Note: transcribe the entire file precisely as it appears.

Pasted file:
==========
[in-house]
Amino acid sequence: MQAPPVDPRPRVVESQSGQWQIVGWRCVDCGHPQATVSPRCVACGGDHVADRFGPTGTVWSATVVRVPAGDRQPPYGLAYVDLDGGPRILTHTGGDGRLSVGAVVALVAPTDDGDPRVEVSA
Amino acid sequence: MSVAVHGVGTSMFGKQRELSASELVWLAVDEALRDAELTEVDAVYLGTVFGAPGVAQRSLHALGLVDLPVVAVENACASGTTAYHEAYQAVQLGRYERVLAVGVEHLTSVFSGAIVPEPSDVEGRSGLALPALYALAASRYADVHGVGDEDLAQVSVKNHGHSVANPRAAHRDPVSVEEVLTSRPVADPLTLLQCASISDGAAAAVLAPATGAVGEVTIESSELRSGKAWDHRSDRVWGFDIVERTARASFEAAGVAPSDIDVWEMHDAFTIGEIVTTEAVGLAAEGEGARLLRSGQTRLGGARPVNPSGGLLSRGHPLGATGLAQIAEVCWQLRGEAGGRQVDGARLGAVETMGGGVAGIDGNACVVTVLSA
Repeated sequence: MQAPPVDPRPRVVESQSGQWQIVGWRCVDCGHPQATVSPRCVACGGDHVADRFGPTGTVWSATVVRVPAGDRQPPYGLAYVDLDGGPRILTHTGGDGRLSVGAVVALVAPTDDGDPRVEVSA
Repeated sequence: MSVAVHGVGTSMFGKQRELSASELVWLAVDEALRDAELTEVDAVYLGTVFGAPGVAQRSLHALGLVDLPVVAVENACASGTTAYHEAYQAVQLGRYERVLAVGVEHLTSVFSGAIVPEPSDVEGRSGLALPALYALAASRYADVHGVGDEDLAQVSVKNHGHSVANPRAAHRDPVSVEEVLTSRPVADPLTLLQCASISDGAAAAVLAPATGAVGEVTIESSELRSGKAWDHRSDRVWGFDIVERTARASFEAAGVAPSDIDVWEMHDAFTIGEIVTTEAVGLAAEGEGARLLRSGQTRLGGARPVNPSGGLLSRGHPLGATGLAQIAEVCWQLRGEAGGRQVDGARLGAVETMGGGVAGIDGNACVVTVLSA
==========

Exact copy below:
[in-house]
Amino acid sequence: MQAPPVDPRPRVVESQSGQWQIVGWRCVDCGHPQATVSPRCVACGGDHVADRFGPTGTVWSATVVRVPAGDRQPPYGLAYVDLDGGPRILTHTGGDGRLSVGAVVALVAPTDDGDPRVEVSA
Amino acid sequence: MSVAVHGVGTSMFGKQRELSASELVWLAVDEALRDAELTEVDAVYLGTVFGAPGVAQRSLHALGLVDLPVVAVENACASGTTAYHEAYQAVQLGRYERVLAVGVEHLTSVFSGAIVPEPSDVEGRSGLALPALYALAASRYADVHGVGDEDLAQVSVKNHGHSVANPRAAHRDPVSVEEVLTSRPVADPLTLLQCASISDGAAAAVLAPATGAVGEVTIESSELRSGKAWDHRSDRVWGFDIVERTARASFEAAGVAPSDIDVWEMHDAFTIGEIVTTEAVGLAAEGEGARLLRSGQTRLGGARPVNPSGGLLSRGHPLGATGLAQIAEVCWQLRGEAGGRQVDGARLGAVETMGGGVAGIDGNACVVTVLSA
Repeated sequence: MQAPPVDPRPRVVESQSGQWQIVGWRCVDCGHPQATVSPRCVACGGDHVADRFGPTGTVWSATVVRVPAGDRQPPYGLAYVDLDGGPRILTHTGGDGRLSVGAVVALVAPTDDGDPRVEVSA
Repeated sequence: MSVAVHGVGTSMFGKQRELSASELVWLAVDEALRDAELTEVDAVYLGTVFGAPGVAQRSLHALGLVDLPVVAVENACASGTTAYHEAYQAVQLGRYERVLAVGVEHLTSVFSGAIVPEPSDVEGRSGLALPALYALAASRYADVHGVGDEDLAQVSVKNHGHSVANPRAAHRDPVSVEEVLTSRPVADPLTLLQCASISDGAAAAVLAPATGAVGEVTIESSELRSGKAWDHRSDRVWGFDIVERTARASFEAAGVAPSDIDVWEMHDAFTIGEIVTTEAVGLAAEGEGARLLRSGQTRLGGARPVNPSGGLLSRGHPLGATGLAQIAEVCWQLRGEAGGRQVDGARLGAVETMGGGVAGIDGNACVVTVLSA